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Showing, Not Telling in Personal Narratives for 4th & 5th Grade

Updated: Apr 28

In this blog, we'll present a specialized lesson plan designed for substitute teachers, focusing on the art of "showing, not telling" in elementary personal narratives. This lesson plan will prepare you to inspire young writers to paint vivid pictures with their words, fostering creativity and enhancing their narrative skills.

Showing, Not Telling in Personal Narratives for 4th & 5th Grade

Grade Level: 4th and 5th Grade Grade

Duration: 45-60 minutes


  • 4th & 5th Grade students will learn the importance of vivid details in personal narratives.

  • Students will understand the concept of "showing, not telling" in writing.

  • Students will practice incorporating sensory details to enhance their personal narratives.


  1. Whiteboard and markers

  2. Sample personal narrative

  3. Handout with sentence examples

  4. Sticky notes

  5. Index cards

  6. Writing paper and pencils

Lesson Sequence

Introduction (10 minutes):

  • Begin by discussing the concept of personal narratives, emphasizing that they are stories about personal experiences.

  • Share the objective of the lesson: to make their narratives more engaging and descriptive by using vivid details.

  • Explain the concept of "showing, not telling" by using a simple example, e.g., "Instead of saying, 'I was scared,' we can show the fear through descriptions and actions."

Model "Show, Don't Tell" (10 minutes):

  • Read a sample personal narrative that includes both showing and telling. Point out instances where the author tells and where the author shows. Discuss the impact of showing on the reader's engagement.

  • On the whiteboard, write a few examples of telling sentences and then transform them into showing sentences together with the class.

Example 1 (Showing, Not Telling With Sensory Details): My First Day at the Beach

The sun was shining brightly in the sky, making everything feel warm and inviting. As I stepped onto the soft, golden sand, it felt warm beneath my toes, like a cozy blanket fresh from the dryer. I couldn't resist the urge to collect seashells, so I bent down to pick up a smooth, pink one. It fit perfectly in the palm of my hand, like a little gift from the ocean.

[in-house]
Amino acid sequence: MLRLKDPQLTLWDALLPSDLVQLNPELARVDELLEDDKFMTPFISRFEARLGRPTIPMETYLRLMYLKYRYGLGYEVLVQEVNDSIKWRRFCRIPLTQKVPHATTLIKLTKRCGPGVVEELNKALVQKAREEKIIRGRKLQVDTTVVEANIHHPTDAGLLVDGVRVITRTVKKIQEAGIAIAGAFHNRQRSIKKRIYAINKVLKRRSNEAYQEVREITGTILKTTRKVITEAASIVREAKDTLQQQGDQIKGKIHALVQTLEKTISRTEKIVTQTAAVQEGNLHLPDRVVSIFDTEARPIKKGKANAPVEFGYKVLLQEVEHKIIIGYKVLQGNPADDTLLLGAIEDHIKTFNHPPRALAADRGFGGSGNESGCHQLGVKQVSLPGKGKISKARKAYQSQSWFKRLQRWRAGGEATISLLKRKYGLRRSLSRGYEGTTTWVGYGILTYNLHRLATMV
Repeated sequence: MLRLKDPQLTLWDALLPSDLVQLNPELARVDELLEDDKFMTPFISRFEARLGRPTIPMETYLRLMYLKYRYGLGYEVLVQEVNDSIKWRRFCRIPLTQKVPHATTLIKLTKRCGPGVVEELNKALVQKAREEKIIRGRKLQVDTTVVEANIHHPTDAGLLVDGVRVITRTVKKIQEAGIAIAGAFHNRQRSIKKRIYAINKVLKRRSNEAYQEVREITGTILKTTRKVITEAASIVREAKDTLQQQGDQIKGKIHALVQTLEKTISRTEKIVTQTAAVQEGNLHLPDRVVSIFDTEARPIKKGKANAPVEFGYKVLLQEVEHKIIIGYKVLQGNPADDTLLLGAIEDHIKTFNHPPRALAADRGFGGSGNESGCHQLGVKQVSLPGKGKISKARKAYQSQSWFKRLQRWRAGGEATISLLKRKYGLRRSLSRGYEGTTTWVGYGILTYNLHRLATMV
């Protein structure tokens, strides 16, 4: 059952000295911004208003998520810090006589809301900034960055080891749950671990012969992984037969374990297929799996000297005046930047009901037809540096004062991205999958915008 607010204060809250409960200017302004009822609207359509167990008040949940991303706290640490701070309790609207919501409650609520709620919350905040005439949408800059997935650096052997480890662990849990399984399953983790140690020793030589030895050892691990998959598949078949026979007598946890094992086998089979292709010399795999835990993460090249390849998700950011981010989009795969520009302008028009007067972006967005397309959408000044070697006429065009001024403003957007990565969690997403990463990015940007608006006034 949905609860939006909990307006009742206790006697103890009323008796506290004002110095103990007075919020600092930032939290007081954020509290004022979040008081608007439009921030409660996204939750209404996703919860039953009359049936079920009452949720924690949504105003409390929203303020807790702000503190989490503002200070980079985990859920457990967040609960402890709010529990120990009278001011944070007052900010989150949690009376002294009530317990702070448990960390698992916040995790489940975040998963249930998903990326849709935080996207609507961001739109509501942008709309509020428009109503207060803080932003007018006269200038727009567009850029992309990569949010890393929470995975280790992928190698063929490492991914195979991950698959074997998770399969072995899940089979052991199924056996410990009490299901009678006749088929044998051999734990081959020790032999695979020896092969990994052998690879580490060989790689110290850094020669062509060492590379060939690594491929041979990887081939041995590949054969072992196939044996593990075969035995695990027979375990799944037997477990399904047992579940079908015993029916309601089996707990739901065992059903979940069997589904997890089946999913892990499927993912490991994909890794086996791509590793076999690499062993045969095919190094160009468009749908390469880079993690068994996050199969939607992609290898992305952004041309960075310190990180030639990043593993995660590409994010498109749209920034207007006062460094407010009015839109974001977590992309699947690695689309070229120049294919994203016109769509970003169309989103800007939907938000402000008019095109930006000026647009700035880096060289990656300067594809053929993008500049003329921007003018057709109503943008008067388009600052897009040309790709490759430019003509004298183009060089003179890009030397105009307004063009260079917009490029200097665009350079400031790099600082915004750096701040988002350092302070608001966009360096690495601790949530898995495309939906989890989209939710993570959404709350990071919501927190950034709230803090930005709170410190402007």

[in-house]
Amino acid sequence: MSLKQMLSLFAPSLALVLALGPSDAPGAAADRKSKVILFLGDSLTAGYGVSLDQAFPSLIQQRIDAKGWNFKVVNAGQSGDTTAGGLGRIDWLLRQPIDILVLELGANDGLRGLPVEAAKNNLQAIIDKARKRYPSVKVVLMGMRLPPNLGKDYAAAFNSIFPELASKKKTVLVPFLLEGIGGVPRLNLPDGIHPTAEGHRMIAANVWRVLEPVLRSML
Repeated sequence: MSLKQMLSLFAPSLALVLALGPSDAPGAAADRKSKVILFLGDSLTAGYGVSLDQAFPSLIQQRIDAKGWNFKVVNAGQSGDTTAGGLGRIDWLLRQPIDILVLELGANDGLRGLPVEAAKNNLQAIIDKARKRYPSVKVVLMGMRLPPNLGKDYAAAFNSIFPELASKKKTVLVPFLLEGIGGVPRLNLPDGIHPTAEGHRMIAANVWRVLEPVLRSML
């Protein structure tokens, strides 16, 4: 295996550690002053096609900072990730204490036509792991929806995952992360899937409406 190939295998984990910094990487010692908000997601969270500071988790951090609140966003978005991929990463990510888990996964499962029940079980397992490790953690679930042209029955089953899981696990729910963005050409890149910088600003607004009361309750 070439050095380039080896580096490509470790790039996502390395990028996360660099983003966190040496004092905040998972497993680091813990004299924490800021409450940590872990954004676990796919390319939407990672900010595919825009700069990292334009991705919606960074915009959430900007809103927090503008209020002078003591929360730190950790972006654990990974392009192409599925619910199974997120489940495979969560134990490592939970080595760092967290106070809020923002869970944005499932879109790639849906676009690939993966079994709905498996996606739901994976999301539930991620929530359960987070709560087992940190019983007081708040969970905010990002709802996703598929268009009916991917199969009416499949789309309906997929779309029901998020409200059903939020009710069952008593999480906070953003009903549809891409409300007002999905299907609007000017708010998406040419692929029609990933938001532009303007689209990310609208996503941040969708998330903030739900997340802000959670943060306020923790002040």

My feet tickled as the foamy waves rushed up to greet me, and the water felt cool and refreshing. The salty scent of the sea filled the air as I waded into the shallows. I saw colorful fish darting around in the clear water, and I giggled as they swam around my legs.

I spread my towel on the warm sand and built a sandcastle with turrets and a moat. The sand was grainy and crumbled in my hands, but it was perfect for building. I felt like a king or queen in my sandy fortress, watching the waves crash in the distance.

Example 2 (Telling, Not Showing): My First Day at the Beach

I went to the beach for the first time. It was sunny and warm. I picked up some seashells and played in the water. I built a sandcastle on the beach.

In the first example, the narrative is rich with sensory details and vivid descriptions, which help the reader imagine the experience more vividly. In the second example, the narrative provides a straightforward account of the day at the beach without immersing the reader in the sensory and emotional aspects of the experience.

Guided Practice (10 minutes):

  • Provide students with a handout containing sentence examples. Have them work in pairs to identify whether the sentences are showing or telling.

  • Afterward, as a class, discuss the examples, explaining why certain sentences are more engaging due to vivid details.

Show-and-Tell Activity (5 minutes):

  • Give each student an index card and ask them to write one telling sentence about a personal experience.

  • Collect the index cards, shuffle them, and randomly distribute them among the students.

  • Have each student read the telling sentence they received and then challenge them to rewrite it to show the same information with vivid details.

Independent Practice (5 minutes):

  • Provide a prompt for a personal narrative, such as "Write about a time you overcame a challenge." Ask students to write a brief paragraph using the "show, don't tell" technique.

Sharing and Peer Feedback (5 minutes):

  • Select a few students to share their revised sentences or short paragraphs with the class.

  • Encourage constructive feedback from their peers, focusing on the effectiveness of the vivid details.4


  • Review the students' personal narratives for homework, assessing their ability to incorporate vivid details to "show" their experiences rather than "tell" them.

Extension Activity (if time allows):

  • Have students create illustrations or drawings based on their personal narratives to further emphasize the use of vivid details.


Additional lesson plans & activities for substitute teachers that you may like:


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personal narrative writing for 4th and 5th grade


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